You may remember my coverage of Masque Attack: a security vulnerability in every iOS device that, according to security company FireEye, could "pose a much bigger threat than WireLurker." Here's how the attack works, according to FireEye:
An iOS app installed using enterprise/ad-hoc provisioning could replace another genuine app installed through the App Store, as long as both apps used the same bundle identifier. This in-house app may display an arbitrary title (like “New Flappy Bird”) that lures the user to install it, but the app can replace another genuine app after installation. All apps can be replaced except iOS preinstalled apps, such as Mobile Safari.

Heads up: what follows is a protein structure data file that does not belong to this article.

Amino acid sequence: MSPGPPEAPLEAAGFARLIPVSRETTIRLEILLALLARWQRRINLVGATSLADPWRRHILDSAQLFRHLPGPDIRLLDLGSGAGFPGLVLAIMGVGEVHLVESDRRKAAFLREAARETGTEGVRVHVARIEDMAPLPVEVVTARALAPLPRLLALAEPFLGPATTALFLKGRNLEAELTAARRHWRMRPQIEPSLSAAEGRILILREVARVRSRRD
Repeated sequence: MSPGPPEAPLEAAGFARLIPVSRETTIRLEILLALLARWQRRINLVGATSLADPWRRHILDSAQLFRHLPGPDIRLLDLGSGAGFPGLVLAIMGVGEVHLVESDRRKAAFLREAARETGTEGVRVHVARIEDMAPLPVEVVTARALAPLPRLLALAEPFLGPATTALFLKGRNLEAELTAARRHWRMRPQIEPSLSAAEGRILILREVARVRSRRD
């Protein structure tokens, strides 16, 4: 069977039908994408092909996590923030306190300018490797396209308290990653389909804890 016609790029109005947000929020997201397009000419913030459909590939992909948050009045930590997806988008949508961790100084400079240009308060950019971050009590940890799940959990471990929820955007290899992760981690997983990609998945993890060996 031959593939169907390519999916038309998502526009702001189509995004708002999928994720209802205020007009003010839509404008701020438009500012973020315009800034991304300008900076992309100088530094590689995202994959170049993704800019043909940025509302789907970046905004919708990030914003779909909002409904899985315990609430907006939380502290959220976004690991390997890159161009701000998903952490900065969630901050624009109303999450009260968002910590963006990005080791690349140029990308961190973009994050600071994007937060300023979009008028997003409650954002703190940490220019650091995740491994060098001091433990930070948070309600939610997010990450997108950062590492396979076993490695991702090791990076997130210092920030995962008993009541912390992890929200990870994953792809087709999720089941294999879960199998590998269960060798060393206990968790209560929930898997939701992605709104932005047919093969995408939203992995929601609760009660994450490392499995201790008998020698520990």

Apps replacing their pre-installed counterparts would steal the permissions of the app that the malware pretends to be.
Apple's response to something that sounds so serious has been to basically shrug its shoulders. In the wake of this summer's wave of security breaches, you'd think that the company would be more concerned.